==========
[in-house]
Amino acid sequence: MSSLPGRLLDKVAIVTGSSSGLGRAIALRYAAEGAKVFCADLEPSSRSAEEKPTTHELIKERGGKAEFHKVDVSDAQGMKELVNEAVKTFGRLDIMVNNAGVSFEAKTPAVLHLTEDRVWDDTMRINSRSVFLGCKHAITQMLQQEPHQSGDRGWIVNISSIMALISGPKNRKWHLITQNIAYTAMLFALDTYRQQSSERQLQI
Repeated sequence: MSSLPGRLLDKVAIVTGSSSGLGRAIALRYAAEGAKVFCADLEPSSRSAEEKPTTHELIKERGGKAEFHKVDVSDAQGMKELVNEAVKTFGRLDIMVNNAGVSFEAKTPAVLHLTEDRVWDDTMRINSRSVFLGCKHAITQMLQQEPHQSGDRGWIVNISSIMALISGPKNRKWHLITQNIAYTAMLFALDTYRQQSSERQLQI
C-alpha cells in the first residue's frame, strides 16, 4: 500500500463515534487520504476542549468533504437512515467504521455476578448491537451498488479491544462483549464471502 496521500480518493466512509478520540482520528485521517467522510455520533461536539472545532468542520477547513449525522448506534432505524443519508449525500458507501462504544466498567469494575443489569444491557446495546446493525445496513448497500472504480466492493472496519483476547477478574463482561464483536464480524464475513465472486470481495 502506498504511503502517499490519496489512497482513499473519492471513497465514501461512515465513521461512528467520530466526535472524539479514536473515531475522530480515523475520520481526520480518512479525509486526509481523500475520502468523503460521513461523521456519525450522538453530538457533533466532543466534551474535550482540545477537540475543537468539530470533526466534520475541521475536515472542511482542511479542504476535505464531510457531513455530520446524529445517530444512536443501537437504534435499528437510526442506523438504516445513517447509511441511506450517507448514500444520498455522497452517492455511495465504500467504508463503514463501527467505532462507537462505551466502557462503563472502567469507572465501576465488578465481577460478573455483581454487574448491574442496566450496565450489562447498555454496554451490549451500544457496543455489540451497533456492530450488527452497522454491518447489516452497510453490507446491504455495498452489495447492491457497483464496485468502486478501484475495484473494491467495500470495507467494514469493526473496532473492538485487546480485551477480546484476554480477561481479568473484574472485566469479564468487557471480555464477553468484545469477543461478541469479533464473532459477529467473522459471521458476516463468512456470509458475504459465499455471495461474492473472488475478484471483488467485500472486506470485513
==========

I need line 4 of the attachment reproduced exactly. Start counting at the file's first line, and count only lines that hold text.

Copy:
C-alpha cells in the first residue's frame, strides 16, 4: 500500500463515534487520504476542549468533504437512515467504521455476578448491537451498488479491544462483549464471502 496521500480518493466512509478520540482520528485521517467522510455520533461536539472545532468542520477547513449525522448506534432505524443519508449525500458507501462504544466498567469494575443489569444491557446495546446493525445496513448497500472504480466492493472496519483476547477478574463482561464483536464480524464475513465472486470481495 502506498504511503502517499490519496489512497482513499473519492471513497465514501461512515465513521461512528467520530466526535472524539479514536473515531475522530480515523475520520481526520480518512479525509486526509481523500475520502468523503460521513461523521456519525450522538453530538457533533466532543466534551474535550482540545477537540475543537468539530470533526466534520475541521475536515472542511482542511479542504476535505464531510457531513455530520446524529445517530444512536443501537437504534435499528437510526442506523438504516445513517447509511441511506450517507448514500444520498455522497452517492455511495465504500467504508463503514463501527467505532462507537462505551466502557462503563472502567469507572465501576465488578465481577460478573455483581454487574448491574442496566450496565450489562447498555454496554451490549451500544457496543455489540451497533456492530450488527452497522454491518447489516452497510453490507446491504455495498452489495447492491457497483464496485468502486478501484475495484473494491467495500470495507467494514469493526473496532473492538485487546480485551477480546484476554480477561481479568473484574472485566469479564468487557471480555464477553468484545469477543461478541469479533464473532459477529467473522459471521458476516463468512456470509458475504459465499455471495461474492473472488475478484471483488467485500472486506470485513